WORKING AGE POPULATION (AGED 15-64 YEARS)
At June 2008, over two-thirds of the NSW population (67.1% or 4.69 million people) were of working age (15-64 years), a slight increase since June 2003 (66.8% or 4.45 million people). Only the Sydney SD (69.0%) had a higher proportion of its population of working age than the state as a whole.
Three out of every four LGAs in the Sydney SD had a higher proportion of people aged 15-64 years than the state as a whole. The inner-city LGAs of Sydney (C) (84.8%), North Sydney (A) (78.1%) and Leichhardt (A) (76.4%) had the highest proportions of working-aged people in the Sydney SD.
In the remainder of NSW, only eleven of the 110 LGAs had higher proportions of working-aged people than the state as a whole, including Queanbeyan (C) (70.0%) near the Australian Capital Territory (ACT), Byron (A) (69.9%) on the far north coast, and Snowy River (A) (69.4%) in south-eastern NSW.
PEOPLE AGED 65 YEARS AND OVER
Between June 2003 and June 2008, the NSW population aged 65 years and over increased from 882,500 (13.2%) to 962,800 people (13.8%). At June 2008, the SD with the highest proportion of its residents of this age was the Mid-North Coast (19.7%).
Within the Sydney SD, just over a third of the 43 LGAs had higher proportions of people aged 65 years and over than the state as a whole. The LGAs with the highest proportions included Hunters Hill (A) (18.3%) in northern Sydney, and Wyong (A) and Gosford (C) (both 18.0%) on the Central Coast.
In the remainder of NSW, over half (58.3%) of the residents aged 65 years and over lived in the 21 coastal LGAs (those with a boundary adjoining the sea). At June 2008 the highest proportions of people aged 65 years and over were in the coastal LGAs of Great Lakes (A) (28.2%), Eurobodalla (A) (23.5%), Port Macquarie-Hastings (A) (22.9%) and Nambucca (A) (22.7%).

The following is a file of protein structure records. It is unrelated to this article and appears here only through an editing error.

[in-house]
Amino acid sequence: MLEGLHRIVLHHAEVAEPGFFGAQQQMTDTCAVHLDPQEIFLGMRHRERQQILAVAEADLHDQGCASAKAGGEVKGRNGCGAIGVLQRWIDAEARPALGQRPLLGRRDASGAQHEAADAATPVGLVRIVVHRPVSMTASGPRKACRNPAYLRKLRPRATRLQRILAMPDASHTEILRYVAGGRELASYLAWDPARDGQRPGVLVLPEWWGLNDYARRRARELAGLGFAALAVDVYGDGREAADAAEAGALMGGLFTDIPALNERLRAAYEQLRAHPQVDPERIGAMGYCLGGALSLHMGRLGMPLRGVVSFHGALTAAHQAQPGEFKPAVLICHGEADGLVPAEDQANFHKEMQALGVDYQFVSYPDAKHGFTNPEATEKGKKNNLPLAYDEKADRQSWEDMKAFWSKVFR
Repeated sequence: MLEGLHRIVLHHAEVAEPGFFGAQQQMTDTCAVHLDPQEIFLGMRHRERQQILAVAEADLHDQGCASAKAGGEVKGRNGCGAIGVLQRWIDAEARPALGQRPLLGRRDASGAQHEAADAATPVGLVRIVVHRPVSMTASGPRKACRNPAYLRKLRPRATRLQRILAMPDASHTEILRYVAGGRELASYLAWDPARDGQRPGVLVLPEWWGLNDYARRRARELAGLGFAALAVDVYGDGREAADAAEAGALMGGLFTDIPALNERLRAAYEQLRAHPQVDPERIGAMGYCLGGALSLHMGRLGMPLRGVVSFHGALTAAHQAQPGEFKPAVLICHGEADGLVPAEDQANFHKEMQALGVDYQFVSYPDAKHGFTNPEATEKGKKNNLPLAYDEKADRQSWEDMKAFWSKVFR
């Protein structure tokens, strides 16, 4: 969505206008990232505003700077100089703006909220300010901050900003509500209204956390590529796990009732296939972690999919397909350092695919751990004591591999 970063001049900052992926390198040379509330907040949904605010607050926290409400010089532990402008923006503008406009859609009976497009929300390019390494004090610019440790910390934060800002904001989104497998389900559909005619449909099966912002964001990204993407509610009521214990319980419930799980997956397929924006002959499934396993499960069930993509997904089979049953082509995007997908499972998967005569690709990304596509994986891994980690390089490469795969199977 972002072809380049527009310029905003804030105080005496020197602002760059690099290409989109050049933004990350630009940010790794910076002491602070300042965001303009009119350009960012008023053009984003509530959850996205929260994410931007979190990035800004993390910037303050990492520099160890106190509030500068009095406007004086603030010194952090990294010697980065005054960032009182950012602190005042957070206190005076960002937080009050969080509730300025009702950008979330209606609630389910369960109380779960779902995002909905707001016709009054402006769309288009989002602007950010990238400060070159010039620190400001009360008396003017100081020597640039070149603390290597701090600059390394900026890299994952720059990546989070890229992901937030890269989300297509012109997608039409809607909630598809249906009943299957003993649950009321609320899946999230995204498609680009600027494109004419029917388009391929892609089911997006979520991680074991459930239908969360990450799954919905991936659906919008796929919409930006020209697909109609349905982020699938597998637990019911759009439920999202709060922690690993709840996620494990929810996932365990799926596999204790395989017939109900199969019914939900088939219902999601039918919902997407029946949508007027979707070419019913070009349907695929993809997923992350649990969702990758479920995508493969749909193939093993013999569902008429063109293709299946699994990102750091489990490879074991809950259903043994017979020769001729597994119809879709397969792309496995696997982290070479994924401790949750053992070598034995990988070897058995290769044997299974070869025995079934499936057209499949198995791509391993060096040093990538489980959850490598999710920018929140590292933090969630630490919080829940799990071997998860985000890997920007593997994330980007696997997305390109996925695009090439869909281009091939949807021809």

There were 98.2 males for every 100 females in NSW at June 2008. Males outnumbered females in all five-year age groups up to 25-29 years, with the highest sex ratio recorded for those aged 15-19 years (106.2 males per 100 females). For age groups between 30-34 years and 60-64 years the sex ratio ranged between 97.8 and 99.7. From 65-69 years onwards the sex ratio declined rapidly, due to the longer life expectancy of females. Among people aged 85 years and over there were 50.0 males for every 100 females.
There were more females than males in most LGAs (38 of the 43) in the Sydney SD. The highest sex ratios in the Sydney SD occurred in inner city Sydney (C) (114.1) and Auburn (A) (108.3) in central western Sydney. The lowest sex ratios were in Mosman (A) (85.1) in northern Sydney and Woollahra (A) (89.1) in the eastern suburbs.
At June 2008, 65 of the 110 LGAs in the remainder of NSW recorded sex ratios greater than 100 and only two of these were located along the coast. The highest sex ratios occurred in Walgett (A) (130.7) in north-western NSW and Junee (A) (130.0) in the Murrumbidgee region. The lowest sex ratios were in Wingecarribee (A) (93.5) in the Illawarra region and Armidale Dumaresq (A) (93.7) in northern NSW.